Tulsa TV Memories

"Swimming Pool"
A Film Review by Gary Chew

GARY CHEW/Sacramento

If you’re feeling a bit naughty and rebellious during this slack time of the year, go see something rather risqué that’s sure to submerge you in (dare I say it?) French culture. There couldn’t be a better place to do that this summer than in François Ozon’s “Swimming Pool,” or, more specifically, in the theatre near you that’s now showing “Swimming Pool.”

It’s a deliciously deceptive film that, despite its lack of substance, holds your attention and, later, makes for great conversation over a snack with a cool drink and, maybe, a dip in your own pool. As his first work in English, Ozon’s film requires that certain things ought not be discussed prior to seeing it, so in that regard, I will just say that “Swimming Pool,” should be observed in much the same frame of mind as when watching, say, David Lynch’s “Mulholland Drive.” (These two films, otherwise, couldn’t be more dissimilar.) The viewer must be aware of what is intended as reality against that which is imagined. Ozon doesn’t make that easy for us. But that’s part of the “fun” of “Swimming Pool.”

Charlotte Rampling
Charlotte Rampling in "Swimming Pool" (yet she is dry.)

Charlotte Rampling, an actress who undoubtedly inspired the line “still water runs deep,” plays Sarah, a famous British mystery novelist who’s suffering writer’s block. Her loss of inspiration, it seems, accounts for great frustration with midlife. Or is it the other way around?

Sarah’s London publisher, John, played by Charles Dance, makes his rural chateau in the south of France available as a change of venue and stimulus for Sarah to continue with their profitable crime story series.

Ludivine Sagnier The Mediterranean solitude quietly begins to stir Sarah’s creative juices in a lovely setting of house with vibrant, blue swimming pool. But as quick as you can say, “Marco Polo!” the publisher’s horny, twenty-something daughter, Julie, played by the alluring Ludivine Sagnier, bursts on the scene. Music by Megadeath and noisy lovemaking with hunky males from the local village are not conducive to writing a good mystery. Or, are they?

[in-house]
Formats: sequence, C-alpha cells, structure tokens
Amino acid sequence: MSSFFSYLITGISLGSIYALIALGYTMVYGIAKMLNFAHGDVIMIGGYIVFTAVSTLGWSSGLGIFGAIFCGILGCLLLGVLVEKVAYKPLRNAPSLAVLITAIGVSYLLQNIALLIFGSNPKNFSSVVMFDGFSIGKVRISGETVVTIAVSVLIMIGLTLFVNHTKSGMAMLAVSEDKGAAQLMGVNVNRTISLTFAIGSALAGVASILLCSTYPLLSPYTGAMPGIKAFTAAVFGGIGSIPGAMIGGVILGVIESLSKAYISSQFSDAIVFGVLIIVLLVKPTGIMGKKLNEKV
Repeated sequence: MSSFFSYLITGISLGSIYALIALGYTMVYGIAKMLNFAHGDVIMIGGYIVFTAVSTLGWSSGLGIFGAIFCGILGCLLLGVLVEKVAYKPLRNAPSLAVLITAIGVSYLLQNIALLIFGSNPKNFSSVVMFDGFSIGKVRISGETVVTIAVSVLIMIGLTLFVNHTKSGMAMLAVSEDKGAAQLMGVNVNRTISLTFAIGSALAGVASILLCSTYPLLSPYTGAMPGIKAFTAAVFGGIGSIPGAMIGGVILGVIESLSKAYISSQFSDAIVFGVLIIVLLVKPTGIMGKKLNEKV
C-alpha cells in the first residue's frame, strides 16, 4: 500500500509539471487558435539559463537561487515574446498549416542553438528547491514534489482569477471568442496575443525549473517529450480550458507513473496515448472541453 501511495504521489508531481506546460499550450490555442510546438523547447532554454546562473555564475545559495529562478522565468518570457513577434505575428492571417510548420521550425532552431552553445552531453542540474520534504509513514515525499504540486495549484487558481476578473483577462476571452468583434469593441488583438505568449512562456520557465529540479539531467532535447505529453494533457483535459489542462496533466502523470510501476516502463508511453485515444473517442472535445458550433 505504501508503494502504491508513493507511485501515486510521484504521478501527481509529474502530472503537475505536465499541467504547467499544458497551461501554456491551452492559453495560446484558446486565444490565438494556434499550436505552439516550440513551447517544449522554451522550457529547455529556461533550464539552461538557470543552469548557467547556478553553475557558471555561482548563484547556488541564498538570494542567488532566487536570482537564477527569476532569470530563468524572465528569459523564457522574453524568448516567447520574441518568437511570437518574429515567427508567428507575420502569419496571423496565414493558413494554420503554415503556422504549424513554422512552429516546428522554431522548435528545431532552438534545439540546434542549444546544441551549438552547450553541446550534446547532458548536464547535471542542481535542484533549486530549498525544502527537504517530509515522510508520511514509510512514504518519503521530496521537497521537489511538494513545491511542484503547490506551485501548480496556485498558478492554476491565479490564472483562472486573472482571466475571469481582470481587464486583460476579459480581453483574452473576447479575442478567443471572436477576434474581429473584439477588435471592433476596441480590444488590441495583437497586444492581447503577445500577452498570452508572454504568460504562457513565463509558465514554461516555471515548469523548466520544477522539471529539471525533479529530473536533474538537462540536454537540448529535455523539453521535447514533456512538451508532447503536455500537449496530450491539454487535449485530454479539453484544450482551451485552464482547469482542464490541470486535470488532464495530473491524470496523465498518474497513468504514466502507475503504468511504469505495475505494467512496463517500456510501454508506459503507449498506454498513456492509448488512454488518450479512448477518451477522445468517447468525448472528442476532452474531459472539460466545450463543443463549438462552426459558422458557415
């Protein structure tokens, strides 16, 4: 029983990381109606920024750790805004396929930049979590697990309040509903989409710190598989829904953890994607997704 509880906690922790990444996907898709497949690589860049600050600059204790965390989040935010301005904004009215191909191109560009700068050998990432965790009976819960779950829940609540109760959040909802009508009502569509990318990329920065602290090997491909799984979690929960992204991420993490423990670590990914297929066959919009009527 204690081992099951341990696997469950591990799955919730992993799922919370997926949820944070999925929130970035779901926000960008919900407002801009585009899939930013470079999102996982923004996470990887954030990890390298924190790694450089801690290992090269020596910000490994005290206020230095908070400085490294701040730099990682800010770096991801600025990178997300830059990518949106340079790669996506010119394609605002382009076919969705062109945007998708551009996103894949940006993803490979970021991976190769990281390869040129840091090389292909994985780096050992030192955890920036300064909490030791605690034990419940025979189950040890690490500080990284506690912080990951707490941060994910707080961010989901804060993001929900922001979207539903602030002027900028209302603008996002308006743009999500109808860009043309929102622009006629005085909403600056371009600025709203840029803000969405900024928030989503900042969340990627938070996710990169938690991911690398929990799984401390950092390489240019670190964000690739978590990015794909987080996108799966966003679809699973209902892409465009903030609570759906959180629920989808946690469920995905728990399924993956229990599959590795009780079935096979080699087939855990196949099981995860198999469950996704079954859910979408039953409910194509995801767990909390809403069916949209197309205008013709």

Ozon revels in the female clash which then leads to a dark turn in a psychological yarn that sustains us right on to the tricky ending. As insurance though, François requires both women to display considerable amounts of skin in the project. They do it with class. In fact, Rampling, deserves congratulations for her risky showing of all in “Swimming Pool” since it was nearly four decades back that she appeared in “Georgy Girl.” Hey there, the years have been exceedingly good to this very fine film actress.

Ludivine Sagnier and Charlotte Rampling
"I thought YOU were going to pick up the Bac-O-Bits."

It may turn out that this lightweight film from France could be sort of a sleeper for the summer. Last year, it was one of the more well-received movies at Cannes. That, of course, can’t be reason enough to assume “Swimming Pool” will be as appreciated here in the U.S., having seen some of the off-the-wall flicks that win Cannes' praise. It might just be safer--- if you know what I mean---for us to just stick with the freedom fries and Thunderbird when taking that skinny dip in the crick.

Sacre bleu!

Now showing at the AMC Southroads 20 in Tulsa.

Swimming Pool. Rated R; strong sexual content, nudity, language, some violence, drug use. Running time 102 minutes

Distributor: Focus Features

Gary Chew can be reached via email at garychew@comcast.net.

Copyright © 2003, Gary Chew. All rights reserved.

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